Seeds of Change Chapter 9: Be Transparent

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Gene Smith

The eleventh in the Seeds of Change series: 20 strategies for systemic change described by members of the Vincentian Family’s Commission for Promoting Systemic Change. Gene Smith writes:

Systemic Change Strategy 12: Be transparent by inviting participation in budget preparation, by seeking comments on financial reports and by maintaining careful controls over money management.

Community provided labor and funds for the project

Several years ago in Sierra Leone, on the west coast of Africa, a Daughter of Charity used transparency to ignite a change that transformed the constant risk of malnutrition and disease to the promise and possibilities of good health.

Women had particular interest in developing a water source in the village

Sister Anita was troubled by malnutrition and disease in a village of 200 people. She knew that clean water and sanitation would transform the community from one of sickness and infant death to a healthy community. Her vision: a clean, safe, maintainable water supply for the village. To make the vision a reality, it would be necessary to build a water well in the center of the village and latrines at the edge of the village.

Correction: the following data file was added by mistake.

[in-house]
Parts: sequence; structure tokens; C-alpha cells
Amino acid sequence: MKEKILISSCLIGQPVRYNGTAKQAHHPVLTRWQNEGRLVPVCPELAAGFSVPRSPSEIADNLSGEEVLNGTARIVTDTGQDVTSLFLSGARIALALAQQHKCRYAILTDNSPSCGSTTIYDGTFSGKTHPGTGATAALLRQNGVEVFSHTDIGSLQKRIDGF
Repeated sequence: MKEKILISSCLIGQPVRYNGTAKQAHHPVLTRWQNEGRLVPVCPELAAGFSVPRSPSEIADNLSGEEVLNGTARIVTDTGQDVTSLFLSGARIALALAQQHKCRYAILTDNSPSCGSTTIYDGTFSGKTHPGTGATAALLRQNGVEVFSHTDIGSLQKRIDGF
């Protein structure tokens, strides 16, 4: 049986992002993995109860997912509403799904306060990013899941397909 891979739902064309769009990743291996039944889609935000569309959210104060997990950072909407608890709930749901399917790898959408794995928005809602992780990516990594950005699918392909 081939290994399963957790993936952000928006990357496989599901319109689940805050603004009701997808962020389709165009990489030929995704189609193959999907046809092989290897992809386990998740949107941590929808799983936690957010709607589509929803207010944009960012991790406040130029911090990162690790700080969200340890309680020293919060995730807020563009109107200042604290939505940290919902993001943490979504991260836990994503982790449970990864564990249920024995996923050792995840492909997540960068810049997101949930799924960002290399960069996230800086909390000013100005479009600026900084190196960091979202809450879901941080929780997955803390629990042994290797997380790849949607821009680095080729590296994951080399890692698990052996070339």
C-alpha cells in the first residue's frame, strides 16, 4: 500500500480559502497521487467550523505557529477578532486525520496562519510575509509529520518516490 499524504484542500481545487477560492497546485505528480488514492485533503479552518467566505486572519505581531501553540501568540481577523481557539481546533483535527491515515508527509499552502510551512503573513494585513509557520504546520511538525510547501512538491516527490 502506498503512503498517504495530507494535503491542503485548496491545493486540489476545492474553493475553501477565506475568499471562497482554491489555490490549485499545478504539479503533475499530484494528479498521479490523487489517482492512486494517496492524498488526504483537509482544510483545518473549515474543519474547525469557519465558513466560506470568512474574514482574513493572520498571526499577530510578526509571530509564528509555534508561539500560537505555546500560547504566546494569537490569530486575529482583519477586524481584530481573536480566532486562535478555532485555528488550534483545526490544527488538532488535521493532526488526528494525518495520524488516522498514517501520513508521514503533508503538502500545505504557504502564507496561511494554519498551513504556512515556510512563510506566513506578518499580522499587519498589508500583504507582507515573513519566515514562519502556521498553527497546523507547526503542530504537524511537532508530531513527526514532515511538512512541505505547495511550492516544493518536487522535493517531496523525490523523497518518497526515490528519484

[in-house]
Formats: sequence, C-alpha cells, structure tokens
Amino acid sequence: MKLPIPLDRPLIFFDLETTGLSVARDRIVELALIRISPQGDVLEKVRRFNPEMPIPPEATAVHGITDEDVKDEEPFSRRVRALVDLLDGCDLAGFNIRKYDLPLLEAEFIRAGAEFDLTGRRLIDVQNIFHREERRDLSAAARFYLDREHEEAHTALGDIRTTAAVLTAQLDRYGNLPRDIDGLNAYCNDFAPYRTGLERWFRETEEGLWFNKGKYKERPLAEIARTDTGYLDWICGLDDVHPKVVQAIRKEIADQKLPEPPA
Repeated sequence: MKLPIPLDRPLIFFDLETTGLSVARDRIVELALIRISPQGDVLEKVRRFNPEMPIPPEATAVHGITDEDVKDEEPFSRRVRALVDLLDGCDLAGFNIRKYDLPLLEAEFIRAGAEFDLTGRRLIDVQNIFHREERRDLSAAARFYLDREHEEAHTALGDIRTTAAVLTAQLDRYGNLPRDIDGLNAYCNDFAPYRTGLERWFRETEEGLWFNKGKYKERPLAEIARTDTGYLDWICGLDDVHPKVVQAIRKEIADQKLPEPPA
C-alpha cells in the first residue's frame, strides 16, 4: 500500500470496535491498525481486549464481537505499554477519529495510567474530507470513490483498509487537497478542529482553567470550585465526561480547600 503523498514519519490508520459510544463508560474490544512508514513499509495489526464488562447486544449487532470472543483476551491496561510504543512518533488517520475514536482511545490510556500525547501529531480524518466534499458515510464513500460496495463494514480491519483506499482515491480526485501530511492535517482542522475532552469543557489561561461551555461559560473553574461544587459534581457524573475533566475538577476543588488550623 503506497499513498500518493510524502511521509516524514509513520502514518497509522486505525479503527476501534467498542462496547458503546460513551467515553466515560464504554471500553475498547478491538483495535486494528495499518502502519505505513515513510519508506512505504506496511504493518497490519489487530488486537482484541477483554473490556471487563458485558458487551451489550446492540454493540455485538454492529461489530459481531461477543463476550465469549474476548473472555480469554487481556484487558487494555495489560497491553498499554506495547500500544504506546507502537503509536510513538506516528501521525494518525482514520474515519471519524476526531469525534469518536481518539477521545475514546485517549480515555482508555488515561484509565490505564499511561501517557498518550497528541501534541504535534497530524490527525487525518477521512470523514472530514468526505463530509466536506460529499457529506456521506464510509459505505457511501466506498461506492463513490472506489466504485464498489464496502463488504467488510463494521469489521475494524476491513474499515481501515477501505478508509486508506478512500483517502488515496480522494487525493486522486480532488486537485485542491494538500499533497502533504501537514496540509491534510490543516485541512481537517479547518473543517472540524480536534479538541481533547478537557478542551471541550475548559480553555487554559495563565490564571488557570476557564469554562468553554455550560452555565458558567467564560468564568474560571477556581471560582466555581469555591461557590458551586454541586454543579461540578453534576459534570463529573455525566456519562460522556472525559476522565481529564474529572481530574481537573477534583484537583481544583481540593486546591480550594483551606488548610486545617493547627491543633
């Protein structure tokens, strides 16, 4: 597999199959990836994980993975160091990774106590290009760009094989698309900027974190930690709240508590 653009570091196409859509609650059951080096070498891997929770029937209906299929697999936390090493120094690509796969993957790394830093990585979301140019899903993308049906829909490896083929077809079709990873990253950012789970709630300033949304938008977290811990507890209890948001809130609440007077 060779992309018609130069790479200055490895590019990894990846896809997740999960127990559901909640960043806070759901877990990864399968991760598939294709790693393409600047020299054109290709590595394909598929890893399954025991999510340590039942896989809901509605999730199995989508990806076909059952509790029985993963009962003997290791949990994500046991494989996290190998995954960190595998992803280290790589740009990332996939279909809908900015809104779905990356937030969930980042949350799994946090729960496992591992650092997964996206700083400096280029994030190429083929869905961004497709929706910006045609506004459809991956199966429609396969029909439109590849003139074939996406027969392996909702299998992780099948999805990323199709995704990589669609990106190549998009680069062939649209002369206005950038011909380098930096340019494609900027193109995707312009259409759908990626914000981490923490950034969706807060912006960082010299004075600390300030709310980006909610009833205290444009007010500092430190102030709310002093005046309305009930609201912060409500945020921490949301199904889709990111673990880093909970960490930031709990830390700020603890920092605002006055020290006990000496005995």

Sister talked to the Chief and village leaders about this idea and asked them to gather all the men and women for a meeting.

To the entire community, Sister explained the idea of putting in a well and latrines. She told them how it would improve everyone’s health, particularly that of children. She talked about the cost, the work to be done, who would do it, how it would be maintained, and answered all their questions.

Community meeting to discuss project

The women responded with particular enthusiasm to the idea that, with a well, they would no longer have to walk five miles everyday to collect water from the river.

Transparency assured that communication was open and clear

Sister Anita encouraged village leaders to be totally open with everyone about the details of building and maintaining a safe, sanitary water system for the village. Sister explained in detail how all would need to contribute money and labor.

The village took Sister Anita’s advice. In fact, they followed her recommendations exactly. The well and latrines were built – and the community had complete ownership of the project. When the work was finished, everyone said, “We did this.”

Father Robert Maloney, C.M. wrote, "For St. Vincent transparency was the equivalent to simplicity." Sister Anita’s transparency allowed villagers to know every detail of the project. Her "yes" was always "yes" and her "no" was always "no".

As a result of the project, health improved for the community as a whole

Sister's constant transparency assured that there were no communication problems. Having no communications problems assured simplicity. In simplicity, the system that had assured malnutrition and illness shifted to a structure that promotes good health and the benefits good health brings.

Transparency instills a spirit of trust, ownership and accountability. Ways of fostering transparency include having open meetings, offer complete financial disclosure, and making audits and reports available to all participants.

Index of Systemic Change: Seeds of Change series